Unproductive labor: imperialist countries

Maoist Internationalist Movement mim3 at nyxfer.blythe.org
Sun Sep 10 15:38:53 MDT 1995

Greetings from the Maoist Internationalist Movement.

We agree that there is a place for academic dispute of
Marxism. We are happy to join this group.

What we would like to raise is the academic lag in
handling the changing conditions of the working class
in the imperialist countries this century.

Specifically, working for the COMINTERN, R. Palme Dutt
looked at the 1930 U.S. Census and saw 40 percent
industrial, transport and mining workers. He also saw
a substantial portion of farmers, though it was obviously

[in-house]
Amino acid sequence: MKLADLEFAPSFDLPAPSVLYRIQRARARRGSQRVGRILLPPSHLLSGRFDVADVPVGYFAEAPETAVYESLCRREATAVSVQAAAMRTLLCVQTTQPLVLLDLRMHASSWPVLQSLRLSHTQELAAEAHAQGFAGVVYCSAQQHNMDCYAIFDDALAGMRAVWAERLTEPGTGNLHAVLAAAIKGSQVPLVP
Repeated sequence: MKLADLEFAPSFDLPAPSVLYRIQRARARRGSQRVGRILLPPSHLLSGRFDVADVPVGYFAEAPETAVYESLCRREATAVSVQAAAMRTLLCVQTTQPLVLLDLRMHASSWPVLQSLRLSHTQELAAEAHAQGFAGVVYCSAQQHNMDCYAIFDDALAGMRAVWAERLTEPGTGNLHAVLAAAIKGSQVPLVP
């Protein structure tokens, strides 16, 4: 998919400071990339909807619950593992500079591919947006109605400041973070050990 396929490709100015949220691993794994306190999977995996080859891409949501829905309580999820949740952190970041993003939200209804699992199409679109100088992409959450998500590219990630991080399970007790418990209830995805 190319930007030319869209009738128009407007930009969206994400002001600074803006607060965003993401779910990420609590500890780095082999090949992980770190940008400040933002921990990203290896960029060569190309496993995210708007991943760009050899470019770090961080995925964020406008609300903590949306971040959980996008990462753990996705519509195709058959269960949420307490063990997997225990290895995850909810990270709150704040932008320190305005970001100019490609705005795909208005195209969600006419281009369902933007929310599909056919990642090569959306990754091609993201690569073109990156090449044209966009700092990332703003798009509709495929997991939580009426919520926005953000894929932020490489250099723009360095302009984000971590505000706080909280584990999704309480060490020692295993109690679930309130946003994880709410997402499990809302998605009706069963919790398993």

in decline.

By 1980 as J. Sakai has pointed out in the widely
disrespected underground literature, what Dutt would
have seen in the Census was 13% industrial, mining and
transport workers. Meanwhile the non-productive portion
of that increased to one third, and tripled in so doing.
Of course, there is little of the farming sector left.
Hence, there is no stretch of the imagination that can
show a majority of productive workers within the
borders of the United States.

Some at Monthly Review have noticed this and simply
changed the definition of productive labor to include
more white collar work. We at MIM stuck with the more
classic definitions and point to the pudding.
The parasitic working classes of the imperialist countries
show no tendencies to socialism and in fact organize
themselves against immigrants and workers abroad.
Meanwhile, communist parties take up the demands of
a class allied with imperialism and end up throwing
themselves on the rocks, dissolving and vacillating
terribly like the classes they represent.

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